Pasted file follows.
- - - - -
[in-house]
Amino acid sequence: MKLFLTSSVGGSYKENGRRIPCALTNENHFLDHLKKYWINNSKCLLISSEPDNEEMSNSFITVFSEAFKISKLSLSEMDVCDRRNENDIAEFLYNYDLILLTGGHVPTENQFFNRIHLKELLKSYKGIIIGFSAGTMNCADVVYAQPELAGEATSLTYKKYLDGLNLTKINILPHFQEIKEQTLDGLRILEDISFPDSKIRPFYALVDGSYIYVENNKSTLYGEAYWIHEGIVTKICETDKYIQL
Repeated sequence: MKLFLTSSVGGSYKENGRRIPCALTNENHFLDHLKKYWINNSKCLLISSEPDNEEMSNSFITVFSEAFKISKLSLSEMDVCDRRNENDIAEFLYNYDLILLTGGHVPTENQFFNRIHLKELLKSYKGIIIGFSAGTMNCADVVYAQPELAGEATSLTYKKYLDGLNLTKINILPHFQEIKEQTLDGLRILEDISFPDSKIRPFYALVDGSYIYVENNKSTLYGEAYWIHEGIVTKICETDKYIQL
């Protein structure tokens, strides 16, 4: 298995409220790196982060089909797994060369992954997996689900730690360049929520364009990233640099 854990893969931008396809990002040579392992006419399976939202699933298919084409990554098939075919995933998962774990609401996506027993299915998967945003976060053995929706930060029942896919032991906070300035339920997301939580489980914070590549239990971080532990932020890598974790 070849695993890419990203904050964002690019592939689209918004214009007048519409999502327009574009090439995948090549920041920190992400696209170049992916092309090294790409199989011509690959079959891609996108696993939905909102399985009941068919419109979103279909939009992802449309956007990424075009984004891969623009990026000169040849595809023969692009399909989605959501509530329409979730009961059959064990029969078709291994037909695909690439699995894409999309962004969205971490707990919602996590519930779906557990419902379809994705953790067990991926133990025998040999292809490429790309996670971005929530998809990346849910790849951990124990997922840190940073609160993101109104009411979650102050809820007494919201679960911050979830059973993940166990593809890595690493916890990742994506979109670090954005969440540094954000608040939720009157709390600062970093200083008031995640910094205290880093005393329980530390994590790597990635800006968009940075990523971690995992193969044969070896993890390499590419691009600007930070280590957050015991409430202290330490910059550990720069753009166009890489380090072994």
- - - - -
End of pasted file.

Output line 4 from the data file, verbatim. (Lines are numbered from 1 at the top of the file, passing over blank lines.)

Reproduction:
């Protein structure tokens, strides 16, 4: 298995409220790196982060089909797994060369992954997996689900730690360049929520364009990233640099 854990893969931008396809990002040579392992006419399976939202699933298919084409990554098939075919995933998962774990609401996506027993299915998967945003976060053995929706930060029942896919032991906070300035339920997301939580489980914070590549239990971080532990932020890598974790 070849695993890419990203904050964002690019592939689209918004214009007048519409999502327009574009090439995948090549920041920190992400696209170049992916092309090294790409199989011509690959079959891609996108696993939905909102399985009941068919419109979103279909939009992802449309956007990424075009984004891969623009990026000169040849595809023969692009399909989605959501509530329409979730009961059959064990029969078709291994037909695909690439699995894409999309962004969205971490707990919602996590519930779906557990419902379809994705953790067990991926133990025998040999292809490429790309996670971005929530998809990346849910790849951990124990997922840190940073609160993101109104009411979650102050809820007494919201679960911050979830059973993940166990593809890595690493916890990742994506979109670090954005969440540094954000608040939720009157709390600062970093200083008031995640910094205290880093005393329980530390994590790597990635800006968009940075990523971690995992193969044969070896993890390499590419691009600007930070280590957050015991409430202290330490910059550990720069753009166009890489380090072994």